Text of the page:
Here, there was sufficient evidence from which the jury could find that defendant used force to retain Erica's gun and was in her immediate presence when he pointed the gun at her. He then went to the kitchen and stole items from Erica's purse. She did not follow defendant down the stairs to the kitchen. She testified she was in fear for her life and the lives of others. Defendant's use of force against Erica discouraged her from preventing the theft of the items from her purse, which was in her "immediate presence" even though located in another room of the house.

Defendant does not challenge the other elements of count 3. Substantial evidence supports defendant's conviction on count 3.

II. Evidence of a Previous Felony Conviction

Defendant contends his convictions on counts 5 and 6, being a convicted felon in possession of a firearm and ammunition, respectively, must be reversed because there is insufficient evidence that he had previously been convicted of a felony. Defendant argues that there was insufficient evidence because the 2004 Colorado felony conviction for attempted trespass of an automobile with the required intent does not match the 2008 California felony conviction for receiving stolen property, which was alleged in the amended information. Defendant suggests that "[t]he record indisputably establishes that the stipulation was entered in error of some kind, as shown by comparing the allegation appearing in the [amended] information with the stipulation as read into the record by the prosecutor." Defendant speculates whether defendant "ever intended to stipulate to the offense which the prosecutor read into the record" since the offense was not the same as alleged and that "the presence of such significant deviations between the charging document and the stipulation casts doubt on whether--assuming there was a prior conviction--it was for a felony, or a misdemeanor." We conclude that defendant's stipulation conclusively proved the element and that the discrepancy was waived by defendant's stipulation.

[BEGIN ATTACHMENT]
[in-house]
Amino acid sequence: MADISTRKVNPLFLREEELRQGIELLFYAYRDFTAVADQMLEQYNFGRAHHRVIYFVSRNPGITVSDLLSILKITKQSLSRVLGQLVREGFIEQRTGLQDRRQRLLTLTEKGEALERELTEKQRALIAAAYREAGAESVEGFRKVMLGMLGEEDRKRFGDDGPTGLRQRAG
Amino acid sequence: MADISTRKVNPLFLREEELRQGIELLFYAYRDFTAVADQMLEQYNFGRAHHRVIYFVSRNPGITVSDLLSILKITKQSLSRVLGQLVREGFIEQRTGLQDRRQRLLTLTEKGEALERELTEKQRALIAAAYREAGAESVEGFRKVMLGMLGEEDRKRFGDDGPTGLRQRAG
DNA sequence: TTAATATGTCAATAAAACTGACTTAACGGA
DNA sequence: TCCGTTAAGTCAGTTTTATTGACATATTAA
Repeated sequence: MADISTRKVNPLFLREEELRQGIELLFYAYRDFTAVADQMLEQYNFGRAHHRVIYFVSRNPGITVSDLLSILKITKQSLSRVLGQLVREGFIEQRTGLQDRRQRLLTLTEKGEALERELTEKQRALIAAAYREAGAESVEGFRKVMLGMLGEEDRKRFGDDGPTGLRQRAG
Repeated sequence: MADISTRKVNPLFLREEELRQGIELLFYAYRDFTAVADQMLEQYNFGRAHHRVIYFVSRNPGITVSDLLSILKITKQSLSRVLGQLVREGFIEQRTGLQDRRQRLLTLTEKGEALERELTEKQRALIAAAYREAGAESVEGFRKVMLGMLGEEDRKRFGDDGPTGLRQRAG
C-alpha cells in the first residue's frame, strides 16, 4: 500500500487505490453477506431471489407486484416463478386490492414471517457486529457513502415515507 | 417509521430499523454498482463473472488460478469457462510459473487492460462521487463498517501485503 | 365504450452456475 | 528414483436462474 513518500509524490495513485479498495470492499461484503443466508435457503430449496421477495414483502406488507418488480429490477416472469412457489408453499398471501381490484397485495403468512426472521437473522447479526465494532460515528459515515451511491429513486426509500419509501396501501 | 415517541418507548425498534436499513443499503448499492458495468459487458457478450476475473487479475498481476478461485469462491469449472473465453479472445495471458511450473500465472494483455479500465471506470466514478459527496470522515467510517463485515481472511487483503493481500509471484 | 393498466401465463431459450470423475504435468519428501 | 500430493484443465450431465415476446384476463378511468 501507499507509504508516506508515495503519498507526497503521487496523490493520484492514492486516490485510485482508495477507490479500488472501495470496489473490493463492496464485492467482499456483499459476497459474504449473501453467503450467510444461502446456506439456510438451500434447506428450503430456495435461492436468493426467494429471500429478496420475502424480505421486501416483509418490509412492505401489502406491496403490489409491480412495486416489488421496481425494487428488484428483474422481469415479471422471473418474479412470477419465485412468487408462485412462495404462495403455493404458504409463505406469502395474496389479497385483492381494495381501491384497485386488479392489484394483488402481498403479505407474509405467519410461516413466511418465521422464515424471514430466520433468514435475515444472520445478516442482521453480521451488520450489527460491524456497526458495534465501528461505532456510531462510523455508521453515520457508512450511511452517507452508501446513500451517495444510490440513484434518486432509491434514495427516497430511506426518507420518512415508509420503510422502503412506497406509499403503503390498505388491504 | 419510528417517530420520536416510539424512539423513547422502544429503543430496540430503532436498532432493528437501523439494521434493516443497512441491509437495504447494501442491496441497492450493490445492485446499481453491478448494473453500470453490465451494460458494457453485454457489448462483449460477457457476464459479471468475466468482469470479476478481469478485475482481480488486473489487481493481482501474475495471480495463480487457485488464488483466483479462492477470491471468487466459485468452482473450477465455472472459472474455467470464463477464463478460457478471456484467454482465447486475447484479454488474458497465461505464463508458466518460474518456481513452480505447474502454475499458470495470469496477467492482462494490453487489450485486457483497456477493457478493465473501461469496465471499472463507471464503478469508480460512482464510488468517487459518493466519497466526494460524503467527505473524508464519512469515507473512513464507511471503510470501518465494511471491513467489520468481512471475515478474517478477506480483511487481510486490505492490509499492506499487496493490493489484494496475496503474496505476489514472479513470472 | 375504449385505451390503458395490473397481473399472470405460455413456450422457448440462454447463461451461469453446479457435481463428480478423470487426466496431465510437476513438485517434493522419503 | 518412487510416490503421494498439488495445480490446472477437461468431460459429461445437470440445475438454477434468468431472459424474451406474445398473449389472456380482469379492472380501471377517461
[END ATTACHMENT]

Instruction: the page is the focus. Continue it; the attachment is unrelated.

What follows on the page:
Prior to trial, defendant and the prosecutor stipulated that defendant had a prior felony conviction. Defense counsel wanted "the jury to know what it was so they don't speculate it's something horrendous."

During trial, the parties' stipulation was read to the jury, that is, "defendant, Steven Pacheco, was convicted of attempted trespass of an automobile with intent to commit a crime, a felony, in the State of Colorado." The stipulation was "signed by all parties, including defendant." For purposes of counts 5 and 6, the jury was instructed that the stipulation meant that the jury had to accept the fact of defendant's prior felony conviction as proved. Thus, defendant's prior felony conviction for purposes of counts 5 and 6 was conclusively proved. It is "settled that a party is bound by a stipulation or admission in open court of his counsel, and, except where a constitutional proscription is involved, he cannot mislead the court by seeming to take a position on the issues and then disputing or repudiating the position on appeal." (In re Francis W. (1974) 42 Cal.App.3d 892, 903.)